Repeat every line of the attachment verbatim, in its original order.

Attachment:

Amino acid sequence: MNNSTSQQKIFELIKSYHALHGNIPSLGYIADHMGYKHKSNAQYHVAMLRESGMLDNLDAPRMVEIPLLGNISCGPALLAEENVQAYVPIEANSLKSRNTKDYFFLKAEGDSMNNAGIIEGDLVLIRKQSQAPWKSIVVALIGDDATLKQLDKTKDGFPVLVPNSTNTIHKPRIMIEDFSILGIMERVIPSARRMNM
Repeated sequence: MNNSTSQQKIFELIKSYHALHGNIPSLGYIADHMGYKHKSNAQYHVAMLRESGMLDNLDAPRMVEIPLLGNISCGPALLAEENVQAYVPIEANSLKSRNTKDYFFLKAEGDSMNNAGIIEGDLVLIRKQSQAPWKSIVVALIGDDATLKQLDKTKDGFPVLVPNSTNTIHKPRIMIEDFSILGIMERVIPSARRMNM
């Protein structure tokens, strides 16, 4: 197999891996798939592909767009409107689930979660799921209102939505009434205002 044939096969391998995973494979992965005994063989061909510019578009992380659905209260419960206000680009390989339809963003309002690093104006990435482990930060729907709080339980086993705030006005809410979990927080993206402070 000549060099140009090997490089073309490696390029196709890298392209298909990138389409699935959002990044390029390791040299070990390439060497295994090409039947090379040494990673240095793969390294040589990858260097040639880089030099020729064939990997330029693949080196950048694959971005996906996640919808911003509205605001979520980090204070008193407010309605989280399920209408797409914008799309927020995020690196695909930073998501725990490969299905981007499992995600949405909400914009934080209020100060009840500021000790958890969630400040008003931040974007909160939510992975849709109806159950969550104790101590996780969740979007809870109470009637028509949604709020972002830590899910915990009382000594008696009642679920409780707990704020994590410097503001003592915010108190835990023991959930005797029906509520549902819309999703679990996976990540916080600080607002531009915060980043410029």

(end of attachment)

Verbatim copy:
Amino acid sequence: MNNSTSQQKIFELIKSYHALHGNIPSLGYIADHMGYKHKSNAQYHVAMLRESGMLDNLDAPRMVEIPLLGNISCGPALLAEENVQAYVPIEANSLKSRNTKDYFFLKAEGDSMNNAGIIEGDLVLIRKQSQAPWKSIVVALIGDDATLKQLDKTKDGFPVLVPNSTNTIHKPRIMIEDFSILGIMERVIPSARRMNM
Repeated sequence: MNNSTSQQKIFELIKSYHALHGNIPSLGYIADHMGYKHKSNAQYHVAMLRESGMLDNLDAPRMVEIPLLGNISCGPALLAEENVQAYVPIEANSLKSRNTKDYFFLKAEGDSMNNAGIIEGDLVLIRKQSQAPWKSIVVALIGDDATLKQLDKTKDGFPVLVPNSTNTIHKPRIMIEDFSILGIMERVIPSARRMNM
């Protein structure tokens, strides 16, 4: 197999891996798939592909767009409107689930979660799921209102939505009434205002 044939096969391998995973494979992965005994063989061909510019578009992380659905209260419960206000680009390989339809963003309002690093104006990435482990930060729907709080339980086993705030006005809410979990927080993206402070 000549060099140009090997490089073309490696390029196709890298392209298909990138389409699935959002990044390029390791040299070990390439060497295994090409039947090379040494990673240095793969390294040589990858260097040639880089030099020729064939990997330029693949080196950048694959971005996906996640919808911003509205605001979520980090204070008193407010309605989280399920209408797409914008799309927020995020690196695909930073998501725990490969299905981007499992995600949405909400914009934080209020100060009840500021000790958890969630400040008003931040974007909160939510992975849709109806159950969550104790101590996780969740979007809870109470009637028509949604709020972002830590899910915990009382000594008696009642679920409780707990704020994590410097503001003592915010108190835990023991959930005797029906509520549902819309999703679990996976990540916080600080607002531009915060980043410029």